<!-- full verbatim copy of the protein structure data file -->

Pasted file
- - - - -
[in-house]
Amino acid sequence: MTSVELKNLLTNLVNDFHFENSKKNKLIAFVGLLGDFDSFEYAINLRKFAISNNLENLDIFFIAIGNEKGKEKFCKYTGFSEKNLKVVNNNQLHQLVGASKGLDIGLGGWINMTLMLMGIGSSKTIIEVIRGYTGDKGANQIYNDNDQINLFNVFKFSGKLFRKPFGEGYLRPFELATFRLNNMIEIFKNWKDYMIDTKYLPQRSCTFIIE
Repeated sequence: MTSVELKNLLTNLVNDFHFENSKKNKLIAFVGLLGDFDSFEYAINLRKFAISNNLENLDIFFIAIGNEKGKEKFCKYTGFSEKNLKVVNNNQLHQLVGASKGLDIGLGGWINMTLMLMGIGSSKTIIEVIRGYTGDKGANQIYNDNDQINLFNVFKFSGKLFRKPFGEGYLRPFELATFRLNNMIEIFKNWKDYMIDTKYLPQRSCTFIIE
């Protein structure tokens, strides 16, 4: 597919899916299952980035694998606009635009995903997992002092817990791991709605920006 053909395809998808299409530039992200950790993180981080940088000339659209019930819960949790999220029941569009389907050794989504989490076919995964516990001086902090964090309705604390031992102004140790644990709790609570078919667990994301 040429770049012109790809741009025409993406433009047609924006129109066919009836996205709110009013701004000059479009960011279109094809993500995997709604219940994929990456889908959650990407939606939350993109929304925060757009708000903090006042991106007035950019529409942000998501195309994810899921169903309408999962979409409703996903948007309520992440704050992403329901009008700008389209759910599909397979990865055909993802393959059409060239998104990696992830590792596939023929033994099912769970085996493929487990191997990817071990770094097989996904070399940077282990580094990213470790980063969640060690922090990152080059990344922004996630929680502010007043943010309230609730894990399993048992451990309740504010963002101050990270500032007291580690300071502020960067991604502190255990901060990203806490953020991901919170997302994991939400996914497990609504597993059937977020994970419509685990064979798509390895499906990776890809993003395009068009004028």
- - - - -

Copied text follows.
[in-house]
Amino acid sequence: MTSVELKNLLTNLVNDFHFENSKKNKLIAFVGLLGDFDSFEYAINLRKFAISNNLENLDIFFIAIGNEKGKEKFCKYTGFSEKNLKVVNNNQLHQLVGASKGLDIGLGGWINMTLMLMGIGSSKTIIEVIRGYTGDKGANQIYNDNDQINLFNVFKFSGKLFRKPFGEGYLRPFELATFRLNNMIEIFKNWKDYMIDTKYLPQRSCTFIIE
Repeated sequence: MTSVELKNLLTNLVNDFHFENSKKNKLIAFVGLLGDFDSFEYAINLRKFAISNNLENLDIFFIAIGNEKGKEKFCKYTGFSEKNLKVVNNNQLHQLVGASKGLDIGLGGWINMTLMLMGIGSSKTIIEVIRGYTGDKGANQIYNDNDQINLFNVFKFSGKLFRKPFGEGYLRPFELATFRLNNMIEIFKNWKDYMIDTKYLPQRSCTFIIE
């Protein structure tokens, strides 16, 4: 597919899916299952980035694998606009635009995903997992002092817990791991709605920006 053909395809998808299409530039992200950790993180981080940088000339659209019930819960949790999220029941569009389907050794989504989490076919995964516990001086902090964090309705604390031992102004140790644990709790609570078919667990994301 040429770049012109790809741009025409993406433009047609924006129109066919009836996205709110009013701004000059479009960011279109094809993500995997709604219940994929990456889908959650990407939606939350993109929304925060757009708000903090006042991106007035950019529409942000998501195309994810899921169903309408999962979409409703996903948007309520992440704050992403329901009008700008389209759910599909397979990865055909993802393959059409060239998104990696992830590792596939023929033994099912769970085996493929487990191997990817071990770094097989996904070399940077282990580094990213470790980063969640060690922090990152080059990344922004996630929680502010007043943010309230609730894990399993048992451990309740504010963002101050990270500032007291580690300071502020960067991604502190255990901060990203806490953020991901919170997302994991939400996914497990609504597993059937977020994970419509685990064979798509390895499906990776890809993003395009068009004028």